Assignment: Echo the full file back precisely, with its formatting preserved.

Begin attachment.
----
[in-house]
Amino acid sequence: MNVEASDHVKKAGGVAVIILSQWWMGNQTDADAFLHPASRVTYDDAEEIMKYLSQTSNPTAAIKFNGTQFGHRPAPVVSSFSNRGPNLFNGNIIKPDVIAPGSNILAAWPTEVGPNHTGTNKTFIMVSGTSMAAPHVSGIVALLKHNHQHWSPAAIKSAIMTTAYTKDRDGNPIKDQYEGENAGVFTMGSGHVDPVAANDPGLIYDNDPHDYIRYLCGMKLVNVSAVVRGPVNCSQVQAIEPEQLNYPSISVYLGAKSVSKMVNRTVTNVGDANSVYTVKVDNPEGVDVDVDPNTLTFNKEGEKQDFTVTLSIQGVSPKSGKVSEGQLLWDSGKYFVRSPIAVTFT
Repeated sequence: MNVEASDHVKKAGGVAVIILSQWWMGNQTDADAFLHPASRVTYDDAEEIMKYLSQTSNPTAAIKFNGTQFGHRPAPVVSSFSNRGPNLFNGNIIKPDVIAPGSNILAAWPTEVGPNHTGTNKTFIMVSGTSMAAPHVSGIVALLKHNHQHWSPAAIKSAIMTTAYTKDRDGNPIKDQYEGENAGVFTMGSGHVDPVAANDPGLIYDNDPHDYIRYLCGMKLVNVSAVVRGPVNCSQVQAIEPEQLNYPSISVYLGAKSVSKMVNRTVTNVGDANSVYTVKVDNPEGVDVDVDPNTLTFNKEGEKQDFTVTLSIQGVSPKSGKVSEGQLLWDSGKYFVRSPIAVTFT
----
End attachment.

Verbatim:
[in-house]
Amino acid sequence: MNVEASDHVKKAGGVAVIILSQWWMGNQTDADAFLHPASRVTYDDAEEIMKYLSQTSNPTAAIKFNGTQFGHRPAPVVSSFSNRGPNLFNGNIIKPDVIAPGSNILAAWPTEVGPNHTGTNKTFIMVSGTSMAAPHVSGIVALLKHNHQHWSPAAIKSAIMTTAYTKDRDGNPIKDQYEGENAGVFTMGSGHVDPVAANDPGLIYDNDPHDYIRYLCGMKLVNVSAVVRGPVNCSQVQAIEPEQLNYPSISVYLGAKSVSKMVNRTVTNVGDANSVYTVKVDNPEGVDVDVDPNTLTFNKEGEKQDFTVTLSIQGVSPKSGKVSEGQLLWDSGKYFVRSPIAVTFT
Repeated sequence: MNVEASDHVKKAGGVAVIILSQWWMGNQTDADAFLHPASRVTYDDAEEIMKYLSQTSNPTAAIKFNGTQFGHRPAPVVSSFSNRGPNLFNGNIIKPDVIAPGSNILAAWPTEVGPNHTGTNKTFIMVSGTSMAAPHVSGIVALLKHNHQHWSPAAIKSAIMTTAYTKDRDGNPIKDQYEGENAGVFTMGSGHVDPVAANDPGLIYDNDPHDYIRYLCGMKLVNVSAVVRGPVNCSQVQAIEPEQLNYPSISVYLGAKSVSKMVNRTVTNVGDANSVYTVKVDNPEGVDVDVDPNTLTFNKEGEKQDFTVTLSIQGVSPKSGKVSEGQLLWDSGKYFVRSPIAVTFT